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Bensouda, Annan tell Africa to stop demonising the ICC

Tuesday April 25 2017

International Criminal Court chief prosecutor Fatou Bensouda.

International Criminal Court chief prosecutor Fatou Bensouda gives a press conference on November 12, 2012 in Dakar. Bensouda said the narrative that ICC targeted Africans unfairly should be rejected. PHOTO | SEYLLOU | AFP 

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The sustained attack on the International Criminal Court by the African Union came into focus at the 2017 Mo Ibrahim Foundation annual Governance Weekend in Marrakech, Morocco.

Foundation chairman Mohammed Ibrahim, former UN Secretary-General Kofi Annan and ICC chief prosecutor Fatou Bensouda defended the institution that has become the object of hate by the AU.

Bensouda said the narrative that ICC targeted Africans unfairly should be rejected.

“African leaders choose to ignore how the numerous cases found their way to the ICC in the first place,” she said, disclosing that seven of them were referrals by governments.

The referrals include the one against Uganda’s Lord’s Resistance Army and another against former Cote d’Ivoire President Laurent Gbagbo.

Ugandan President Yoweri Museveni has distinguished himself as one of the fiercest critics of the court.


Whereas he takes every chance to demonise ICC, he seems at peace with The Hague-based judges trying Ugandan insurgents.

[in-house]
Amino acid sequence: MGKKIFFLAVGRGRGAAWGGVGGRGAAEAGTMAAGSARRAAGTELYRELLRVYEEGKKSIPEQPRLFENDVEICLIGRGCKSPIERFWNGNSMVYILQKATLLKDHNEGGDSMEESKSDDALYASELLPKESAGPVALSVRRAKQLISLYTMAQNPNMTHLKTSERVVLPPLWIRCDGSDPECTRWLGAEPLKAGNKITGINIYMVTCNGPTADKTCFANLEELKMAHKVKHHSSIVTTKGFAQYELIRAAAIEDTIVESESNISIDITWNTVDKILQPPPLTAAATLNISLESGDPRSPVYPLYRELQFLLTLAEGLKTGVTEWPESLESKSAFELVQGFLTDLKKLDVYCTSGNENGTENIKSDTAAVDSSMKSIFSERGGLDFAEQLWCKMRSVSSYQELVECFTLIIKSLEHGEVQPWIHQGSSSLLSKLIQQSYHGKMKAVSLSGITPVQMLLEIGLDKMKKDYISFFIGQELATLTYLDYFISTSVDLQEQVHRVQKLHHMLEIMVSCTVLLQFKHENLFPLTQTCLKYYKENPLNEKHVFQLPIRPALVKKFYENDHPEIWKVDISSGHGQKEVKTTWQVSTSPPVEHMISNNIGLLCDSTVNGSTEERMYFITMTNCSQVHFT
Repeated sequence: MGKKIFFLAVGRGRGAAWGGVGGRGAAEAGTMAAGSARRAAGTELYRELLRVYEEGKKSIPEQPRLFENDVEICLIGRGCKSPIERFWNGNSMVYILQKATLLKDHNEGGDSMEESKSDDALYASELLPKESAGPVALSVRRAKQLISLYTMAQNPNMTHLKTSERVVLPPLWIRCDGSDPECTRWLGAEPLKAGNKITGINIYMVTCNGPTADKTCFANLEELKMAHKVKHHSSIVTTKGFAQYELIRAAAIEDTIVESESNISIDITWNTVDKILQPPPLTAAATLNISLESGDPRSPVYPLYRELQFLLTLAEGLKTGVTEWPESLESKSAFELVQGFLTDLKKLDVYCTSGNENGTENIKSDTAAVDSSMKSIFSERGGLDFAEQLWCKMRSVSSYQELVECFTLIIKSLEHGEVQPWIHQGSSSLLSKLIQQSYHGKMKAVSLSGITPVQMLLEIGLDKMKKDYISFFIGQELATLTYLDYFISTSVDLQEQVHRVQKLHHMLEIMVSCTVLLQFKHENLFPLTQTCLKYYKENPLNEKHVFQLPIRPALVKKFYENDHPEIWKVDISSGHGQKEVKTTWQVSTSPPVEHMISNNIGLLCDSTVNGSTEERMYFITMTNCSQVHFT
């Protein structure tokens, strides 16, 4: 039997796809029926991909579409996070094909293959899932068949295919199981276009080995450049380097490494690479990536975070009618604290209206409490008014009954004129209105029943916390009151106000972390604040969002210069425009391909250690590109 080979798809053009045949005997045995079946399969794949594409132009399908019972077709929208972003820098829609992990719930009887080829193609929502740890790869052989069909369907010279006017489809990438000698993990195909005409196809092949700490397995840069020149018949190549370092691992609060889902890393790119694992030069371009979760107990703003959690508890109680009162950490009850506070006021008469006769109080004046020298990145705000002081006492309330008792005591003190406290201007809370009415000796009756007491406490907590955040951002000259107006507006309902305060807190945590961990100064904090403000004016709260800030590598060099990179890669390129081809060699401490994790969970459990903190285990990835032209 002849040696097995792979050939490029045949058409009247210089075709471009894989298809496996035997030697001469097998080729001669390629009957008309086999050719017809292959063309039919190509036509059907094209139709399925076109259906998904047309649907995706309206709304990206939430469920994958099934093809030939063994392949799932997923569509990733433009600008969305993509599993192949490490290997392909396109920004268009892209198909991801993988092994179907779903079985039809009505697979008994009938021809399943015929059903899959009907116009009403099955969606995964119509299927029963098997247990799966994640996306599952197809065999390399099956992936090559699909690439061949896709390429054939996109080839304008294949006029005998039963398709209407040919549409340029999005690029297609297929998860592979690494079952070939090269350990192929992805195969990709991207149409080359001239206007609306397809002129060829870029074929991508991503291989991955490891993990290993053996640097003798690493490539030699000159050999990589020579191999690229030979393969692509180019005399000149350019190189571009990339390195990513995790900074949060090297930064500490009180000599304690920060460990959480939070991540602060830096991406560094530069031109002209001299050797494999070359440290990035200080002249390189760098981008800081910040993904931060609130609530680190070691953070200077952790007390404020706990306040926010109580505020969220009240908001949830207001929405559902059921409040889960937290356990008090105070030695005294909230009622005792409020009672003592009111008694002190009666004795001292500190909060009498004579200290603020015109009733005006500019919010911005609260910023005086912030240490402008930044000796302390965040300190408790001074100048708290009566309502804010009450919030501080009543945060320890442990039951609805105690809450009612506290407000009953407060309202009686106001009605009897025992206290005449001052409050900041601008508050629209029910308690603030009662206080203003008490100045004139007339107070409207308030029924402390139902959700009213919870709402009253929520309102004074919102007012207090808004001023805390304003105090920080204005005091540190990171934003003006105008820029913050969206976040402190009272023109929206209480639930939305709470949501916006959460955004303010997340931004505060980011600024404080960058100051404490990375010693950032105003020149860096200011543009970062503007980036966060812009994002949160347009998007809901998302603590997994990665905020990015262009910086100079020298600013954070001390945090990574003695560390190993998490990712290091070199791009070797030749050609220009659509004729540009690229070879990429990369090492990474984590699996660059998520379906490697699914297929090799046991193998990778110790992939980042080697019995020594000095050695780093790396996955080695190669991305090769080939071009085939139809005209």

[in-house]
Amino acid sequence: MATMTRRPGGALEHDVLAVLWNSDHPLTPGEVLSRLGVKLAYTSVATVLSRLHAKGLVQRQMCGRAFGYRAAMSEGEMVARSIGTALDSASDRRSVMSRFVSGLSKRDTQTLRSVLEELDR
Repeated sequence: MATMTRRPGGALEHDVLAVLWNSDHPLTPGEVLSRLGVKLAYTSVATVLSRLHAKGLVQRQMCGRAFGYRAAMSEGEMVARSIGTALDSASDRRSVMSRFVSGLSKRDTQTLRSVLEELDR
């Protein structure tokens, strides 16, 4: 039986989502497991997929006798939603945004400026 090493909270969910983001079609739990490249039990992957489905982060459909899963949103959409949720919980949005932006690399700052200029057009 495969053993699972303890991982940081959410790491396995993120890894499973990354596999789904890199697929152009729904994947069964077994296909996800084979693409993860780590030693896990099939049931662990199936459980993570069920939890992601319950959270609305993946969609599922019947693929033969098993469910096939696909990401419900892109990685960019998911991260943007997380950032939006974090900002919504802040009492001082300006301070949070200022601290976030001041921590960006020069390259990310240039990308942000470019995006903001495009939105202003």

Kenya’s case involving six suspected principal sponsors of the 2007/08 post-election violence was another referral.

The suspects included current President Uhuru Kenyatta and his deputy William Ruto.

The Central African Republic and Mali have also referred cases to the court.

The CAR cases relate to war crimes and crimes against humanity since July 1, 2002, with the peak of the violence in 2002 and 2003.

The Mali case focuses on crimes committed since January 2012, mainly in Gao, Kidal and Timbuktu, with incidents also occurring in Bamako and Sevare.


Kenya cases found their way to the ICC when parliament twice voted in the court’s favour. Annan said he waited for MPs to constitute a local tribunal to try the cases, but was left with no option but to hand the envelope containing the names over to ICC.

Bensouda said Cote d’Ivoire was referred to the court even before Abidjan became a signatory to the Rome Statute, “underlying how much faith the continent had in the court”.

“African leaders have no problems with the ICC until it goes after one of them,” she said.

Annan said African states played a critical role in founding the ICC when he was at the helm of the UN.

“Africa constitutes the single largest ICC bloc and the majority of judges are from the continent,” he said.


He added that the threat of mass withdrawal from the Rome Statute was a myth, since the former was an extension of domestic jurisdictions.

Ibrahim said it was regrettable that leaders had mobilised themselves “into something a kin to a trade union with the purpose of shielding themselves against justice, with total disregard to the victims of their atrocities”.

South Africa, Burundi and the Gambia made good their threats by applying for a withdrawal.

The South African bid has hit a wall after a court declared it null, while the Gambia’s new President Adama Barrow announced his government would abandon the move initiated by predecessor Yahya Jammeh.

Burundi seems to be the last state standing with President Pierre Nkurunziza maintaining a stranglehold on power, having forced his way into a third term.

What the African leaders also ignore is that fact that the court could go after suspects irrespective of whether their countries are Rome Statute signatories or not.